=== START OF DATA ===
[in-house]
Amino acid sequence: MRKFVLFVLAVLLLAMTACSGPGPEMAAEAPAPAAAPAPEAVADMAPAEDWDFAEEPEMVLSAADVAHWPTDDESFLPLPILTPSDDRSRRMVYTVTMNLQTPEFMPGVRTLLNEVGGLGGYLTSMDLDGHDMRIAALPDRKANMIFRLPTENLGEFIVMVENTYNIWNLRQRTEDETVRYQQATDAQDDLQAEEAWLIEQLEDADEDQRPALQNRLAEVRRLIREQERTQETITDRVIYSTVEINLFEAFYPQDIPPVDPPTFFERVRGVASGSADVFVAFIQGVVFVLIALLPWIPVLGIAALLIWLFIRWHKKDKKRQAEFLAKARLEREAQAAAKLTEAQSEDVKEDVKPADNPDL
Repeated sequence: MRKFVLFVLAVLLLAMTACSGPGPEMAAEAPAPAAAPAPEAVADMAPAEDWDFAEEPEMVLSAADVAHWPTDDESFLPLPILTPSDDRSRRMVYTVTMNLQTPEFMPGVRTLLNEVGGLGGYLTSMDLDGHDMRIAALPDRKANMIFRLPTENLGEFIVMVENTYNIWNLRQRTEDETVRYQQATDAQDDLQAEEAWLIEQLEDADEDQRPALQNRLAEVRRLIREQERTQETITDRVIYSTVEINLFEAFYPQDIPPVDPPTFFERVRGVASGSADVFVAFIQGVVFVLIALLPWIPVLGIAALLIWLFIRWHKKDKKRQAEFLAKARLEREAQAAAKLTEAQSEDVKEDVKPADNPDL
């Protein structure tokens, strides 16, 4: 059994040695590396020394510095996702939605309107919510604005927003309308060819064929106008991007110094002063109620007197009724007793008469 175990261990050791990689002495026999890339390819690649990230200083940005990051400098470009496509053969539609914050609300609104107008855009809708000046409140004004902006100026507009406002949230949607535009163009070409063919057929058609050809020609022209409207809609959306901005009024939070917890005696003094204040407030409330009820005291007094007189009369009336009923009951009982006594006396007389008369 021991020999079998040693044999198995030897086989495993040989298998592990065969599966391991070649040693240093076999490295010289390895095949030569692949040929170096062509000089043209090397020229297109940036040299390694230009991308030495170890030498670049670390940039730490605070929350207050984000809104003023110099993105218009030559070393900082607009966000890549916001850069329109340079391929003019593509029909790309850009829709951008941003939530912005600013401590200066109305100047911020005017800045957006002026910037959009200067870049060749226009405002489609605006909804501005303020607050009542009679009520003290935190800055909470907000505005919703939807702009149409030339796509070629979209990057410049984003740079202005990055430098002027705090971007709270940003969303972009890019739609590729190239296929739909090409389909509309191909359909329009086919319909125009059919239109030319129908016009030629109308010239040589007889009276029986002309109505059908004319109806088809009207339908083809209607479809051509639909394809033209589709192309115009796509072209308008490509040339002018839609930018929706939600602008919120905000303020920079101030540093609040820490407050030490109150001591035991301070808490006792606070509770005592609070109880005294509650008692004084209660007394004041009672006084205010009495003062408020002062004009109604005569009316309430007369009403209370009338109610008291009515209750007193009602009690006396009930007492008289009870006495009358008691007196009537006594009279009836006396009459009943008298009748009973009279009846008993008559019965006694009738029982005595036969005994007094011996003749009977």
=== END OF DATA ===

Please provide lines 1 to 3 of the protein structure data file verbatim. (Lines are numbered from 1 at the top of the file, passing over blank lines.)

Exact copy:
[in-house]
Amino acid sequence: MRKFVLFVLAVLLLAMTACSGPGPEMAAEAPAPAAAPAPEAVADMAPAEDWDFAEEPEMVLSAADVAHWPTDDESFLPLPILTPSDDRSRRMVYTVTMNLQTPEFMPGVRTLLNEVGGLGGYLTSMDLDGHDMRIAALPDRKANMIFRLPTENLGEFIVMVENTYNIWNLRQRTEDETVRYQQATDAQDDLQAEEAWLIEQLEDADEDQRPALQNRLAEVRRLIREQERTQETITDRVIYSTVEINLFEAFYPQDIPPVDPPTFFERVRGVASGSADVFVAFIQGVVFVLIALLPWIPVLGIAALLIWLFIRWHKKDKKRQAEFLAKARLEREAQAAAKLTEAQSEDVKEDVKPADNPDL
Repeated sequence: MRKFVLFVLAVLLLAMTACSGPGPEMAAEAPAPAAAPAPEAVADMAPAEDWDFAEEPEMVLSAADVAHWPTDDESFLPLPILTPSDDRSRRMVYTVTMNLQTPEFMPGVRTLLNEVGGLGGYLTSMDLDGHDMRIAALPDRKANMIFRLPTENLGEFIVMVENTYNIWNLRQRTEDETVRYQQATDAQDDLQAEEAWLIEQLEDADEDQRPALQNRLAEVRRLIREQERTQETITDRVIYSTVEINLFEAFYPQDIPPVDPPTFFERVRGVASGSADVFVAFIQGVVFVLIALLPWIPVLGIAALLIWLFIRWHKKDKKRQAEFLAKARLEREAQAAAKLTEAQSEDVKEDVKPADNPDL